BruinGasDoc

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Hi everyone..

Just looking for some advice on anesthesia management for placenta increta/percreta. I have a case coming up on Tuesday, 30 y/o F G3P2 s/p C/S x 2 who now has a placenta increta/percreta (confirmed by MRI) invading through the myometrium to the bladder (either adherent or possibly invading into the bladder). Fortunately the patient is thinnish (BMI 27) with no other PMH. The current OB plan is for IR IIAOBC followed by C/S&C-hyst.
Anyone have any experience with these kind of cases? How much blood should I prepare for this case? Would you do MAC/sedation for the IR part or how about spinal narcotics? I'm thinking GETA for the C/S, C-hysterectomy as there can be heavy bleeding and blood transfusions leading to respiratory compromise requiring an airway anyways. I'm also thinking about avoiding epidural because of the risk of DIC postop leading to an epidural hematoma (I have already experienced a case of epidural hematoma as a resident and would like to avoid a repeat experience). My plan for monitors are A-line, Cordis, and 2 large bore PIV's preinduction. Will then do a RSI with a Glidescope. Thanks in advance for any input with this case. I haven't had the fortune of doing a placenta accreta case before so would appreciate any advice.
 

urge

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Pent, sux, tube.


I would have at least 10 u PRBC. Institute the blood bank trauma protocol right away if you get in trouble. +/- on the Cordis. A couple 14/16 IVs should be a'right.
 

jwk

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Hi everyone..

Just looking for some advice on anesthesia management for placenta increta/percreta. I have a case coming up on Tuesday, 30 y/o F G3P2 s/p C/S x 2 who now has a placenta increta/percreta (confirmed by MRI) invading through the myometrium to the bladder (either adherent or possibly invading into the bladder). Fortunately the patient is thinnish (BMI 27) with no other PMH. The current OB plan is for IR IIAOBC followed by C/S&C-hyst.
Anyone have any experience with these kind of cases? How much blood should I prepare for this case? Would you do MAC/sedation for the IR part or how about spinal narcotics? I'm thinking GETA for the C/S, C-hysterectomy as there can be heavy bleeding and blood transfusions leading to respiratory compromise requiring an airway anyways. I'm also thinking about avoiding epidural because of the risk of DIC postop leading to an epidural hematoma (I have already experienced a case of epidural hematoma as a resident and would like to avoid a repeat experience). My plan for monitors are A-line, Cordis, and 2 large bore PIV's preinduction. Will then do a RSI with a Glidescope. Thanks in advance for any input with this case. I haven't had the fortune of doing a placenta accreta case before so would appreciate any advice.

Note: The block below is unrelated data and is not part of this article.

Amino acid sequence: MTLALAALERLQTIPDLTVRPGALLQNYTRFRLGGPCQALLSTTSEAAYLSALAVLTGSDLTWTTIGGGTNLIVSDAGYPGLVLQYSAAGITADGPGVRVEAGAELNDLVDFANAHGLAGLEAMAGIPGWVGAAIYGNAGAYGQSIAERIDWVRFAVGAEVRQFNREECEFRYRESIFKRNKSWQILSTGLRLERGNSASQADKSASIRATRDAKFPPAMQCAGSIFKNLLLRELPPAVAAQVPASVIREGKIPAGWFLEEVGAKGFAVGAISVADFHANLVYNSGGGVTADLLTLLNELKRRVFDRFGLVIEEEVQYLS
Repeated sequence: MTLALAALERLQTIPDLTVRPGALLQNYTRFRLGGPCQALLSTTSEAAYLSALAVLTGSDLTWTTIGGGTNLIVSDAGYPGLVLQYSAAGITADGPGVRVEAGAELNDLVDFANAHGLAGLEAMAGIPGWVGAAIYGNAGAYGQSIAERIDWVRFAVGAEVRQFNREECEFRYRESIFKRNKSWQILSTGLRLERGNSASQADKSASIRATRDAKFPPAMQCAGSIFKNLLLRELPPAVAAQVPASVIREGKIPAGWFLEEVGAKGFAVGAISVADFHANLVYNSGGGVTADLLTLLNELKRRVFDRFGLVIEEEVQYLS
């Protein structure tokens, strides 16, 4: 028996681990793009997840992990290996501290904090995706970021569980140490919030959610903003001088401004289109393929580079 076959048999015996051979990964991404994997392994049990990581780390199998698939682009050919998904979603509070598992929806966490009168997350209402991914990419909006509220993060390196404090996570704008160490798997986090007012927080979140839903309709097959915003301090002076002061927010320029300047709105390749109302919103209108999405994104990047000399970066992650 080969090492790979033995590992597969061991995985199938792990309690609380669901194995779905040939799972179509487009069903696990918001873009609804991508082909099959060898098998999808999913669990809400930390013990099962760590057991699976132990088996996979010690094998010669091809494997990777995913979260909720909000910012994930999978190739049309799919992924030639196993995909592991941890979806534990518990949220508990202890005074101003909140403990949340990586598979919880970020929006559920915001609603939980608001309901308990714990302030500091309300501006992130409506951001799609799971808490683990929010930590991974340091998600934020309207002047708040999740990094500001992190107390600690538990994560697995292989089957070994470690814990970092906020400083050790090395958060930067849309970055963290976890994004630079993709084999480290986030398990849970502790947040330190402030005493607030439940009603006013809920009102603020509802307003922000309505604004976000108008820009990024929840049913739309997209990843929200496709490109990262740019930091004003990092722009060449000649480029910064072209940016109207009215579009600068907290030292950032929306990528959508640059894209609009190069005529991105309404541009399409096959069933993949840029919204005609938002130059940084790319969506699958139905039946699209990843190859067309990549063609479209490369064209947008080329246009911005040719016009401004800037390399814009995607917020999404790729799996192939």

Do a quick search and you would find this thread from a while back:

http://more.studentdoctor.net/showthread.php?t=661420

Here was my response:

We do these quite frequently because of our large OB volume and we do TONS of repeat C-Sections, and as you know, the risk for abnormal placental implantations rises with each C-Section. I recently did three of these in less than a month. We are strictly private practice, no residents. BTW, these cases should not come as a big surprise, unless your practice has a large number of patients with poor pre-natal care. Most of ours are diagnosed ahead of time.

We now do almost all of these with GETA from the start. We've tried being optimistic and going with epidurals but invariably these patients end up being put to sleep anyway. I haven't seen anyone mention DIC and/or dilutional coagulopathies, but that's certainly reason enough not to do a neuraxial technique. A boggy uterus is pretty much a given with these cases anyway, so GA really isn't contraindicated.

Two big IV's are a must, and if you really think it's going to hit the fan, it sure is nice having that introducer in place pre-induction instead of trying to do it under the drapes after you've already stepped in it. We generally go without the a-line.

Don't even consider just a type and screen with these cases. We type and cross for at least 4-6 units, and make sure the blood bank has more typed blood, FFP, pooled platelets, and cryo readily available. I will not start the case unless at least 4 units of blood are in the OR in a cooler. We transfuse early, and as soon as we do, we order the FFP and platelets and stay at least 4 units ahead on crossmatching more blood. These cases bleed like stink. Assume they will, treat it early, and most do pretty well.

These are not one-person cases either. We will usually have at least two anesthesia providers in the room the entire time, and it's not uncommon to have one or two more if necessary.​


And another from DreamMachine:

I just did my first one of these as an attending.

I couldn't agree more with this post.

We went straight to general. The time from incision until the baby was out was only 2 minutes, but then sh!t hit the fan. 1% sevo for 2 minutes isn't a big deal for the baby. They ended up doing a hysterectomy, so a boggy uterus wasn't an issue for the mommy either. The bleeding came real quick though. That was definitely not the time to have a "to do list." It took enough hands just to check and hang blood and push drugs. It was easy with the lines and ETT already in. It would have been extremely hard to convert to general in this case. Having seen the case go this way, I'm not going to take my chances in the future.​


Here's the take-home message: These cases suck, and they suck almost immediately. Prepare for the worst, hope for the best. Don't know about the UA occlusion balloons - you obviously can't use them before the baby is out, and thinks go to pot almost immediately after delivery. If the placenta is invading organs outside the uterus, it's going to suck regardless. Big lines in, BLOOD IN ROOM BEFORE INCISION, transfuse early, replace clotting factors just as early, and GA all the way - don't mess with any type of regional IMHO.